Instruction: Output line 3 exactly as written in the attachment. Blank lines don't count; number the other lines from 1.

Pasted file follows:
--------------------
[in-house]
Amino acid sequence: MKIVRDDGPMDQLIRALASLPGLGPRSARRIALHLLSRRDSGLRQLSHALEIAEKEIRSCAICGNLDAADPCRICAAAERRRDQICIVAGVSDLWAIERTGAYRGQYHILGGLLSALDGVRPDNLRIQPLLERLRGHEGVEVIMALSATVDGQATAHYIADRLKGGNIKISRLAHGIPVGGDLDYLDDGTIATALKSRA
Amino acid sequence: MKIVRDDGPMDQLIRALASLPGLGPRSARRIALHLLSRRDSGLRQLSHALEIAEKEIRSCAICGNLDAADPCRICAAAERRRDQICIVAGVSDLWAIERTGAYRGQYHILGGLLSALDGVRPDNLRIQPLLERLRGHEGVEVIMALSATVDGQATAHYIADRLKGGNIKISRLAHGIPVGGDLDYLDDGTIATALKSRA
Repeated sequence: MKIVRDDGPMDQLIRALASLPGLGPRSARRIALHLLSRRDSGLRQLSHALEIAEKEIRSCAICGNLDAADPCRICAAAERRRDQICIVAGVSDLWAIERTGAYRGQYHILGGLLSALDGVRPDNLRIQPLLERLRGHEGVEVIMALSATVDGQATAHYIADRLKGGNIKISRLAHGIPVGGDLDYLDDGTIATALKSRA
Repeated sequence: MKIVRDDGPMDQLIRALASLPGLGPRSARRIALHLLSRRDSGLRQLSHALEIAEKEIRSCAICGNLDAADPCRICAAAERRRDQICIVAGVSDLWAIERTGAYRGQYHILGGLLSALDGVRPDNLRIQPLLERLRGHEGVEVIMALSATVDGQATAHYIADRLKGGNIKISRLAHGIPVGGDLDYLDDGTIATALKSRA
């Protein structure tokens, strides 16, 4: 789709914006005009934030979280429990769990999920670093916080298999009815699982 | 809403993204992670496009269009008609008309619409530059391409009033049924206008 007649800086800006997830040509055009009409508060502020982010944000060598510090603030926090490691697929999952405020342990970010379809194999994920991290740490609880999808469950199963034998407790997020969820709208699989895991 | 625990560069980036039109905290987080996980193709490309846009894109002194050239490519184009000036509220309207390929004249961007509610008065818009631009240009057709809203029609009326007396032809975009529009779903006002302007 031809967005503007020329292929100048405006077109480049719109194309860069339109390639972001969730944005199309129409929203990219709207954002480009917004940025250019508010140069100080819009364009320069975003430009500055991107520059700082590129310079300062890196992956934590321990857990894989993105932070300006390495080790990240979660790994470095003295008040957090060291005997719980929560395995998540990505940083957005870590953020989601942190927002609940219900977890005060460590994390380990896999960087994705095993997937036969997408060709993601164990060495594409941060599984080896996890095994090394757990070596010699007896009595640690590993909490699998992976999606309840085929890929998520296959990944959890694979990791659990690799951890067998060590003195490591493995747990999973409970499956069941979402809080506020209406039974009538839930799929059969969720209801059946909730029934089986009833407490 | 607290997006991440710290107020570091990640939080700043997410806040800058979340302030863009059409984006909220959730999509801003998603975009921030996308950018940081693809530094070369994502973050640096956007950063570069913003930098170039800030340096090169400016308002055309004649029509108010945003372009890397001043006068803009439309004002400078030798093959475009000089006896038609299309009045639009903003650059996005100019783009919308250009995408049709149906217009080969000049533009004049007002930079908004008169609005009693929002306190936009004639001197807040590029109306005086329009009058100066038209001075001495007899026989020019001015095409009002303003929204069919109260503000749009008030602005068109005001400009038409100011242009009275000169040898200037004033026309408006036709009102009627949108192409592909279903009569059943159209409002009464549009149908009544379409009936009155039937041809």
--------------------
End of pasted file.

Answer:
Amino acid sequence: MKIVRDDGPMDQLIRALASLPGLGPRSARRIALHLLSRRDSGLRQLSHALEIAEKEIRSCAICGNLDAADPCRICAAAERRRDQICIVAGVSDLWAIERTGAYRGQYHILGGLLSALDGVRPDNLRIQPLLERLRGHEGVEVIMALSATVDGQATAHYIADRLKGGNIKISRLAHGIPVGGDLDYLDDGTIATALKSRA